anything u do has the possibility to flood the house and could get u sued drivet will blame it on u and homeowners insurance will not pay for it unless they have flood insurance.
if they can pin it on u they will.
this was a poorley graded house to start with and what u said they want you to do to fix it sounds like a HUGE problen waiting to happen
just move on
02-22-2004, 11:38 AM
Thanks for the replies.The thought of getting sued over something that wasn't my fault to begin with has me wanting to tell them no.That's been on my mind as well.They could take the easy way out and sue me since they're having trouble selling their home anyway.
Anyway,o-so-n-so is coming by next week to look at with me.This has the potential to be a large sum job or a large sum nightmare.Also,the fact that this home is built on a slope means that some parts of the beds are ok.The fact that I have to remove so much soil in parts of the beds leaves me with an uneven bed in my mind.Ya know,high,then low,then back high again.
Here's a pic of the home,back last summer before any work was done to the DryVit.It's hard to get an idea from this perspective,because it looks fairly level in the pic.However,there is a two foot drop from front to rear and you can kinda see how much drop there is beyond the driveway.
<img src="http://img.villagephotos.com/p/2003-9/410513/Carlile.jpg" width=614 height=461>
02-22-2004, 06:26 PM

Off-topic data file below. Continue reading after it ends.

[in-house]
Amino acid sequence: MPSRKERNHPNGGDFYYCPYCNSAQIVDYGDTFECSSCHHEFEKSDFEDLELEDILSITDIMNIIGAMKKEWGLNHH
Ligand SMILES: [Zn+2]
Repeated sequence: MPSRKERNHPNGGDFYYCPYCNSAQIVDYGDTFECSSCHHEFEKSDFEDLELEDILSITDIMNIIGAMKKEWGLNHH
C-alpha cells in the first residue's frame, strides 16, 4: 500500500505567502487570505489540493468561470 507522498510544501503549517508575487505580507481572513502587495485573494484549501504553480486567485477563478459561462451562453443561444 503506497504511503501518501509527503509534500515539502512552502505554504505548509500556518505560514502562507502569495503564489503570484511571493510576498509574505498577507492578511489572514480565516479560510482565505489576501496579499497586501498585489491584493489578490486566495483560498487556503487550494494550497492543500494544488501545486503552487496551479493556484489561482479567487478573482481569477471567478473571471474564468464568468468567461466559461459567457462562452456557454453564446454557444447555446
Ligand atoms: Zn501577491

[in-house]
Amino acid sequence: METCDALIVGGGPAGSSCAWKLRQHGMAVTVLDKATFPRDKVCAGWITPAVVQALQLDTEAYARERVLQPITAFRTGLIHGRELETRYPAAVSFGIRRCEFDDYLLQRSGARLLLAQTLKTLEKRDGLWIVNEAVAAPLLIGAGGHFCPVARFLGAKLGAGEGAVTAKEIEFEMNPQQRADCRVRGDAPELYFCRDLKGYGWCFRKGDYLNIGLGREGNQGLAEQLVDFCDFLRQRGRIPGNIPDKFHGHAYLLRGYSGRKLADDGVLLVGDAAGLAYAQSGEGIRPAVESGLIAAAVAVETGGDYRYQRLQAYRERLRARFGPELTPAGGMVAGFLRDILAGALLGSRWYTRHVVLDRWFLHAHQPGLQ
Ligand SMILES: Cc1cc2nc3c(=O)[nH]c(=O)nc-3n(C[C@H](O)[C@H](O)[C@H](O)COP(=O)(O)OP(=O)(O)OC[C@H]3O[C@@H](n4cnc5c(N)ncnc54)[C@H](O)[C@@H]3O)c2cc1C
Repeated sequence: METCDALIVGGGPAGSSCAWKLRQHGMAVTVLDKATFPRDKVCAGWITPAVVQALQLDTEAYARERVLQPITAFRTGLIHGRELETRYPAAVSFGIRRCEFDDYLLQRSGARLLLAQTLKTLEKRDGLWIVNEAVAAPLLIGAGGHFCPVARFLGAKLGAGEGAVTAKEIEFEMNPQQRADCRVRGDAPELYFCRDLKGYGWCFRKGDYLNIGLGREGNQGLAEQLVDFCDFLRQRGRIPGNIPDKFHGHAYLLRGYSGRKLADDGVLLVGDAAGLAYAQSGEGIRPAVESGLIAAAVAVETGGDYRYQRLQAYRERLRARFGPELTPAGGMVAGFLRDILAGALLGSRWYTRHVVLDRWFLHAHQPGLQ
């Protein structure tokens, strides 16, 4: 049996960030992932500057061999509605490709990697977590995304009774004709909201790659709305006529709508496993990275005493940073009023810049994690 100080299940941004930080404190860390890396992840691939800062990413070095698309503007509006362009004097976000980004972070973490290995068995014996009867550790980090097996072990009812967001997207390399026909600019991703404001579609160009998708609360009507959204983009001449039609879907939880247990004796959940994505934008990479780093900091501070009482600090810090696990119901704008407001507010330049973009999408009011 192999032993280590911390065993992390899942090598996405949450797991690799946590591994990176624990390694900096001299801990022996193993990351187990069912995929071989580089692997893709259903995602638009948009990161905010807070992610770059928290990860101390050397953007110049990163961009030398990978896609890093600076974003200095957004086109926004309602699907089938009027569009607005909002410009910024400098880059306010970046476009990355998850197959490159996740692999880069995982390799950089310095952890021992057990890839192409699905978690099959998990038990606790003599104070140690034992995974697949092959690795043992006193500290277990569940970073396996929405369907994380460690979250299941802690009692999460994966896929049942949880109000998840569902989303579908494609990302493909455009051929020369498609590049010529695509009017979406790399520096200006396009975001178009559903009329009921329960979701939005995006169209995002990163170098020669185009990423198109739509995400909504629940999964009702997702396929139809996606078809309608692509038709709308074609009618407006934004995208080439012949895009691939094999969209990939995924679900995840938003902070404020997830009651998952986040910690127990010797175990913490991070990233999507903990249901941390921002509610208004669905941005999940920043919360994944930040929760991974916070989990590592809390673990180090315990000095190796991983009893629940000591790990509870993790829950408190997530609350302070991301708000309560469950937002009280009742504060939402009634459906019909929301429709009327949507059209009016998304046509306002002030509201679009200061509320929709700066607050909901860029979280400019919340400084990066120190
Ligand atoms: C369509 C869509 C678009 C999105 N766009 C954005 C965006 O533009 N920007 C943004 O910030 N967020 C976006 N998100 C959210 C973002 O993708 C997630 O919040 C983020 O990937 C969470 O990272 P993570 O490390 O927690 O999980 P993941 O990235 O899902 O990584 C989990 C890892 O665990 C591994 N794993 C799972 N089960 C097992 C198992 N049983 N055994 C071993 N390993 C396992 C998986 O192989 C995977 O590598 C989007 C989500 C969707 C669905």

Just a thought, what about building a swale that drains to the left of the house. It looks like there is plenty of fall there. Hard to tell, but it looks like something can be done to fix the problem.
02-22-2004, 10:56 PM
hmmm...That might work!A swale sounds like it may be the only solution.Never thought of putting one in a bed before.I'll give it a look with o-so-n-so and we'll see if that might work.
02-24-2004, 03:43 AM
Nick, I was actually thinking of building the swale 8-10' from the flower bed. Then you could regrade the flower bed to specs and wouldn't have water running or draining right next to the house. Maybe even put a 4" tile under the swale just to make sure.
02-24-2004, 02:52 PM
I'm afraid that won't work as they want the least amount of work possible done.Also,there'd be a noticeable dip in the lawn.Very noticeable.
Was thinking of the swale in the bed.Even though that's not what you meant,that won't work either.Plants would be planted right in the swale.